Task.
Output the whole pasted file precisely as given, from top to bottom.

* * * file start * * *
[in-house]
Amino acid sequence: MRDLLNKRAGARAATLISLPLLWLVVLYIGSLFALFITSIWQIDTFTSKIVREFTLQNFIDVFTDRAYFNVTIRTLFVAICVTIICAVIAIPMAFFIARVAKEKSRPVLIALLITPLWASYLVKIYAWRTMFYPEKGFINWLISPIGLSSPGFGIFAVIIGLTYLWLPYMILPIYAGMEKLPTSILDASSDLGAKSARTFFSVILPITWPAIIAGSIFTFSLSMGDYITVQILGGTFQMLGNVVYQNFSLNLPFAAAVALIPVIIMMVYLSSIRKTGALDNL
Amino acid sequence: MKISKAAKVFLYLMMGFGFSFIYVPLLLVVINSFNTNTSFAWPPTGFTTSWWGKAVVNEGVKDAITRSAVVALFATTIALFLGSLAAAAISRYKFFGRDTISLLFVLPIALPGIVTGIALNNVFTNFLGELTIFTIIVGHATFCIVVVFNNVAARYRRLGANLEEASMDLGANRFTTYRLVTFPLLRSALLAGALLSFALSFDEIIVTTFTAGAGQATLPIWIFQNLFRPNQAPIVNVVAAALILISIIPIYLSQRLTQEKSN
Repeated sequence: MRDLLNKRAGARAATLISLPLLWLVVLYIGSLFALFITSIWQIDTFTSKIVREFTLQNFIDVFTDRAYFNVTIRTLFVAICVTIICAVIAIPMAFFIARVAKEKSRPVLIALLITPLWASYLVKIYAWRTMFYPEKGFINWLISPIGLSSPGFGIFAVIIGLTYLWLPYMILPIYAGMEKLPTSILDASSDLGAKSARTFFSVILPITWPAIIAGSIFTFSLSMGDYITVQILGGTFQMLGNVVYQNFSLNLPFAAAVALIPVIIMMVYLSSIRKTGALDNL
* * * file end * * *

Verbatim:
[in-house]
Amino acid sequence: MRDLLNKRAGARAATLISLPLLWLVVLYIGSLFALFITSIWQIDTFTSKIVREFTLQNFIDVFTDRAYFNVTIRTLFVAICVTIICAVIAIPMAFFIARVAKEKSRPVLIALLITPLWASYLVKIYAWRTMFYPEKGFINWLISPIGLSSPGFGIFAVIIGLTYLWLPYMILPIYAGMEKLPTSILDASSDLGAKSARTFFSVILPITWPAIIAGSIFTFSLSMGDYITVQILGGTFQMLGNVVYQNFSLNLPFAAAVALIPVIIMMVYLSSIRKTGALDNL
Amino acid sequence: MKISKAAKVFLYLMMGFGFSFIYVPLLLVVINSFNTNTSFAWPPTGFTTSWWGKAVVNEGVKDAITRSAVVALFATTIALFLGSLAAAAISRYKFFGRDTISLLFVLPIALPGIVTGIALNNVFTNFLGELTIFTIIVGHATFCIVVVFNNVAARYRRLGANLEEASMDLGANRFTTYRLVTFPLLRSALLAGALLSFALSFDEIIVTTFTAGAGQATLPIWIFQNLFRPNQAPIVNVVAAALILISIIPIYLSQRLTQEKSN
Repeated sequence: MRDLLNKRAGARAATLISLPLLWLVVLYIGSLFALFITSIWQIDTFTSKIVREFTLQNFIDVFTDRAYFNVTIRTLFVAICVTIICAVIAIPMAFFIARVAKEKSRPVLIALLITPLWASYLVKIYAWRTMFYPEKGFINWLISPIGLSSPGFGIFAVIIGLTYLWLPYMILPIYAGMEKLPTSILDASSDLGAKSARTFFSVILPITWPAIIAGSIFTFSLSMGDYITVQILGGTFQMLGNVVYQNFSLNLPFAAAVALIPVIIMMVYLSSIRKTGALDNL